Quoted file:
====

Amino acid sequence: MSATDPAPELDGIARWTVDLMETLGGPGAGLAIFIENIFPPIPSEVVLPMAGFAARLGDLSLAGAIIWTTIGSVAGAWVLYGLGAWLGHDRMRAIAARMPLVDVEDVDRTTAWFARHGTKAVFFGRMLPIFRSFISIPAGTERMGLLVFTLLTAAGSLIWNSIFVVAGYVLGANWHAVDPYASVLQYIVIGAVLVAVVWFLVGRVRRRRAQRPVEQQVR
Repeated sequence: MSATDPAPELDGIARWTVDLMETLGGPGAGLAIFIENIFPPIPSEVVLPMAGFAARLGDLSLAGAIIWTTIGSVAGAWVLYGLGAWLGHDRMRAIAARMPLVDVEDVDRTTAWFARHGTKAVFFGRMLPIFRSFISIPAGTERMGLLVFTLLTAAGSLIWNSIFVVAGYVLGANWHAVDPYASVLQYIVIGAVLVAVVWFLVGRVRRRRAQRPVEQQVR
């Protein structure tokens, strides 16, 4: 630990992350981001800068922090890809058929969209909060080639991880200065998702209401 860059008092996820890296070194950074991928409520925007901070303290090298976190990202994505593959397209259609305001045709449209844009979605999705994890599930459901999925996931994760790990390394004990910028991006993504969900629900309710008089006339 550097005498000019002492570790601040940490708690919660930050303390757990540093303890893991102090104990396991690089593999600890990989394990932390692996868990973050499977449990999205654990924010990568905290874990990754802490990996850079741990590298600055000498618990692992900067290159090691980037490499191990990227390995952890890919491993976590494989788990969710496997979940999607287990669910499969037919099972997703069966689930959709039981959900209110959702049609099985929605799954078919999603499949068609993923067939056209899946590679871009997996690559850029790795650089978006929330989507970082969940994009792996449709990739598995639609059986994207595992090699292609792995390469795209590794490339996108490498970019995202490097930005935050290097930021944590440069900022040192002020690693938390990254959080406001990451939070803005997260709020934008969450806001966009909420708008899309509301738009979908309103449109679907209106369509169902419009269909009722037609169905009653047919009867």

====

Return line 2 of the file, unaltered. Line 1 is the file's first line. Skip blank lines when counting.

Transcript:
Repeated sequence: MSATDPAPELDGIARWTVDLMETLGGPGAGLAIFIENIFPPIPSEVVLPMAGFAARLGDLSLAGAIIWTTIGSVAGAWVLYGLGAWLGHDRMRAIAARMPLVDVEDVDRTTAWFARHGTKAVFFGRMLPIFRSFISIPAGTERMGLLVFTLLTAAGSLIWNSIFVVAGYVLGANWHAVDPYASVLQYIVIGAVLVAVVWFLVGRVRRRRAQRPVEQQVR